Business may not grow tremendously in 2010, but executives and business leaders--62 percent of them--expect information technology to play a vital role in business recovery, said a recent Gartner study of 190 respondents. The report, entitled "Early Findings From the 2010 Gartner CEO and Business Executive Survey," found that 42 percent of executives from companies with $1 billion in revenue or more have a renewed focus on revenue growth rather than cost cutting, which dominated most companies in 2009.
Forty-three percent of executives expect to increase IT budgets in 2010, while 45 percent will keep IT at the same levels. Only 13 percent expect to decrease IT spend next year, finds Gartner. The Stamford, Conn.-based research, analyst and consulting firm said that these findings help confirm its forecasts for a 3.3 percent increase in IT spend in 2010.
"With business leaders progressively shifting their time and attention away from the introspection of restructuring and tactical cost cutting, and back towards customer value propositions and servicing during 2010, IT leaders should propose new ways in which technology can be used to support existing and new customers," said Mark Raskino, research vice president at Gartner, in a statement. "They should also discuss talent-management issues and consider special provisions for key talent."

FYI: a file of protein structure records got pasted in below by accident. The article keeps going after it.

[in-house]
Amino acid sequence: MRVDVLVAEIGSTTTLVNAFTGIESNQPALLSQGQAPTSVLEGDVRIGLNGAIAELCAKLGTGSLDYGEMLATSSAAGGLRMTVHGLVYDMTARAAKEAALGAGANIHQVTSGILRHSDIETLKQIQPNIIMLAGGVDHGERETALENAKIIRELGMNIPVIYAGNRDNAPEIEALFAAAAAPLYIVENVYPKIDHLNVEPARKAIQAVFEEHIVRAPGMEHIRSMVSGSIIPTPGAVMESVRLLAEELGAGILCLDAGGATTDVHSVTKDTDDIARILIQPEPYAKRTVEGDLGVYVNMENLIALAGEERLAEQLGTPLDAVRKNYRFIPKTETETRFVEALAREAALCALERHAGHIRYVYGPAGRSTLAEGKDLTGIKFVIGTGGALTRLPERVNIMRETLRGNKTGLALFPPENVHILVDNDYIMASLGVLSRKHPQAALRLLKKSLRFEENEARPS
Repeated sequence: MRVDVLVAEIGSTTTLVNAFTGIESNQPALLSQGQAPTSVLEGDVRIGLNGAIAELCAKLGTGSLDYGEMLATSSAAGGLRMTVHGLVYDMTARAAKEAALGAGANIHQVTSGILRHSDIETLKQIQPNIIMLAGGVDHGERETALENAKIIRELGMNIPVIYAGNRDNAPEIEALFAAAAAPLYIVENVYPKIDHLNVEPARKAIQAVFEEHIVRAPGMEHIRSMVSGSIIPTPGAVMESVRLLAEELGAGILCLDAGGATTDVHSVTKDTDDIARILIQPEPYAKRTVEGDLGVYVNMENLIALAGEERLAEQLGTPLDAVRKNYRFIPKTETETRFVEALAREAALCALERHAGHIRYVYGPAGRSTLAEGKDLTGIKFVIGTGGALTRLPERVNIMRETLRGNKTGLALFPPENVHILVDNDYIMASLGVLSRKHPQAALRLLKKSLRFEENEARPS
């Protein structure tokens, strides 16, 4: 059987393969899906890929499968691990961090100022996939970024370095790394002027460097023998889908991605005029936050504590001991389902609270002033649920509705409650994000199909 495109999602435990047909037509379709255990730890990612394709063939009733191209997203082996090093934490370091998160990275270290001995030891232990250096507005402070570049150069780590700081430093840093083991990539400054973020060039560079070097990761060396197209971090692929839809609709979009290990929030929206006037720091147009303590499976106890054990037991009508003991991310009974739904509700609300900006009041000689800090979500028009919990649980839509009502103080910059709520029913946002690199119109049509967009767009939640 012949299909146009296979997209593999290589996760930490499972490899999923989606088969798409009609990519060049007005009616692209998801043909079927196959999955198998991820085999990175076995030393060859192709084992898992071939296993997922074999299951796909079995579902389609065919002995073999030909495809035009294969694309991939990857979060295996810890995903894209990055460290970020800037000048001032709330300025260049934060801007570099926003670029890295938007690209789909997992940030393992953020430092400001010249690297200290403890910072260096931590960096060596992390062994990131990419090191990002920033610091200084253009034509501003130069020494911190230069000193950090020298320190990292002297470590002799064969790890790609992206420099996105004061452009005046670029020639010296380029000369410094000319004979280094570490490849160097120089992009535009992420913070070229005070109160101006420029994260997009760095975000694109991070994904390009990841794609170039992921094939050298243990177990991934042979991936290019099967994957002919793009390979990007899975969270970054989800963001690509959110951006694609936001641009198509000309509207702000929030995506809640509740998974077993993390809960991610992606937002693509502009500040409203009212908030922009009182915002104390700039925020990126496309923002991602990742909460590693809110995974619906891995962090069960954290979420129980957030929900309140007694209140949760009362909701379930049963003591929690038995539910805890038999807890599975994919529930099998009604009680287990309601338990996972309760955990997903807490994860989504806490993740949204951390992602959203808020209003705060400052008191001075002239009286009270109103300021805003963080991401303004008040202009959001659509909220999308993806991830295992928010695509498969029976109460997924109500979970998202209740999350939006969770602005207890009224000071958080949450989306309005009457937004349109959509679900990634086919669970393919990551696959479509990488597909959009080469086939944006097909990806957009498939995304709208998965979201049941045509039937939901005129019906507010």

Executives may be more focused on revenue growth, shows the study's findings, but business activity and production levels get a mixed report: 49 percent expect an increase; 31 percent expect things to get worse; and 20 percent expect no change at all.
"This further suggests very few business leaders are anticipating any sort of V-shaped recovery, and business volumes will not recover quickly," said Raskino. "With the expectation of a modest rise in business activity, CIOs should control infrastructure investments accordingly."
Priorities for 2010 show a renewal on "the customer." Keeping loyal customers and growing that loyalty got the highest marks for priorities in 2010 with 85 percent of respondents. Other business priorities include retaining top talent (ranked priority No. 3) and cost cutting which dropped from the No. 1 priority in 2009 down to No. 5.
"These preliminary results will help CIOs and their teams with the planning and budgeting work they are doing in the next few months," said Raskino in the statement. "Business leaders are gasping for growth after a long period holding their breath, and they are expecting to increase the importance of IT in their post-recession approach. It is critical that CIOs review business leaders' rapidly changing tactical business priorities and often unstated new expectations of where IT can help as the economy turns."